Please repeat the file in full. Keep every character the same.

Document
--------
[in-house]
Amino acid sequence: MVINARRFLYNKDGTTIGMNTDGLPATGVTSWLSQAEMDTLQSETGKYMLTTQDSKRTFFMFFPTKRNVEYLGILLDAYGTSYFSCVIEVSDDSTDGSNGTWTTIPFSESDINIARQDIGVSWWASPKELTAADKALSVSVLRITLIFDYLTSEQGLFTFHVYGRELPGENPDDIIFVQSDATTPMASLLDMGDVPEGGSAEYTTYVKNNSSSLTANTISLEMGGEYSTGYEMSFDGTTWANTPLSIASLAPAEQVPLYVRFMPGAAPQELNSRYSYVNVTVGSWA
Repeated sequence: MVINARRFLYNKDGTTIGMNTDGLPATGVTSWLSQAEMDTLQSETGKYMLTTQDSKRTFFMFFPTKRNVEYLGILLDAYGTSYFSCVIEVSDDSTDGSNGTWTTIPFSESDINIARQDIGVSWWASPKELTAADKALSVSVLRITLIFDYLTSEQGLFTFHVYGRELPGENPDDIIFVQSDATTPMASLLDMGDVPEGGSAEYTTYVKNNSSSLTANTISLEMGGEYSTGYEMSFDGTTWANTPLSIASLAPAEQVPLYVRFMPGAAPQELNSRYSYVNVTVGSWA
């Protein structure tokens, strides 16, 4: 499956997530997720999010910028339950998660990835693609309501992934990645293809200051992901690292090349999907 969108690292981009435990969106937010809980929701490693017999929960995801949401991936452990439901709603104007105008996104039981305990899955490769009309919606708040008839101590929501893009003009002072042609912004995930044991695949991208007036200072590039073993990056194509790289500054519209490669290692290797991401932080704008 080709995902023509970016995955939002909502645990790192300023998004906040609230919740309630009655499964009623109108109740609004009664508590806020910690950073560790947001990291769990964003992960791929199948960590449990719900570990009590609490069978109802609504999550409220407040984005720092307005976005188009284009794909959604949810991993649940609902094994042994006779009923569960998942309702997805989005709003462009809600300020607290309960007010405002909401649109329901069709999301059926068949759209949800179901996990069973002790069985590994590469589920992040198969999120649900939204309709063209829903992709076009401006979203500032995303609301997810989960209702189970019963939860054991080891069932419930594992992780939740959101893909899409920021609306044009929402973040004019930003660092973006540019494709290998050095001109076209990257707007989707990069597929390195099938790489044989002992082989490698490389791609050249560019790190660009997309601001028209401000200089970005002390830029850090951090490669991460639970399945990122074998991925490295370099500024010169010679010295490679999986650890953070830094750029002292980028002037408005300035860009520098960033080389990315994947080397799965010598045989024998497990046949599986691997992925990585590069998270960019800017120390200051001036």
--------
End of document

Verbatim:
[in-house]
Amino acid sequence: MVINARRFLYNKDGTTIGMNTDGLPATGVTSWLSQAEMDTLQSETGKYMLTTQDSKRTFFMFFPTKRNVEYLGILLDAYGTSYFSCVIEVSDDSTDGSNGTWTTIPFSESDINIARQDIGVSWWASPKELTAADKALSVSVLRITLIFDYLTSEQGLFTFHVYGRELPGENPDDIIFVQSDATTPMASLLDMGDVPEGGSAEYTTYVKNNSSSLTANTISLEMGGEYSTGYEMSFDGTTWANTPLSIASLAPAEQVPLYVRFMPGAAPQELNSRYSYVNVTVGSWA
Repeated sequence: MVINARRFLYNKDGTTIGMNTDGLPATGVTSWLSQAEMDTLQSETGKYMLTTQDSKRTFFMFFPTKRNVEYLGILLDAYGTSYFSCVIEVSDDSTDGSNGTWTTIPFSESDINIARQDIGVSWWASPKELTAADKALSVSVLRITLIFDYLTSEQGLFTFHVYGRELPGENPDDIIFVQSDATTPMASLLDMGDVPEGGSAEYTTYVKNNSSSLTANTISLEMGGEYSTGYEMSFDGTTWANTPLSIASLAPAEQVPLYVRFMPGAAPQELNSRYSYVNVTVGSWA
């Protein structure tokens, strides 16, 4: 499956997530997720999010910028339950998660990835693609309501992934990645293809200051992901690292090349999907 969108690292981009435990969106937010809980929701490693017999929960995801949401991936452990439901709603104007105008996104039981305990899955490769009309919606708040008839101590929501893009003009002072042609912004995930044991695949991208007036200072590039073993990056194509790289500054519209490669290692290797991401932080704008 080709995902023509970016995955939002909502645990790192300023998004906040609230919740309630009655499964009623109108109740609004009664508590806020910690950073560790947001990291769990964003992960791929199948960590449990719900570990009590609490069978109802609504999550409220407040984005720092307005976005188009284009794909959604949810991993649940609902094994042994006779009923569960998942309702997805989005709003462009809600300020607290309960007010405002909401649109329901069709999301059926068949759209949800179901996990069973002790069985590994590469589920992040198969999120649900939204309709063209829903992709076009401006979203500032995303609301997810989960209702189970019963939860054991080891069932419930594992992780939740959101893909899409920021609306044009929402973040004019930003660092973006540019494709290998050095001109076209990257707007989707990069597929390195099938790489044989002992082989490698490389791609050249560019790190660009997309601001028209401000200089970005002390830029850090951090490669991460639970399945990122074998991925490295370099500024010169010679010295490679999986650890953070830094750029002292980028002037408005300035860009520098960033080389990315994947080397799965010598045989024998497990046949599986691997992925990585590069998270960019800017120390200051001036």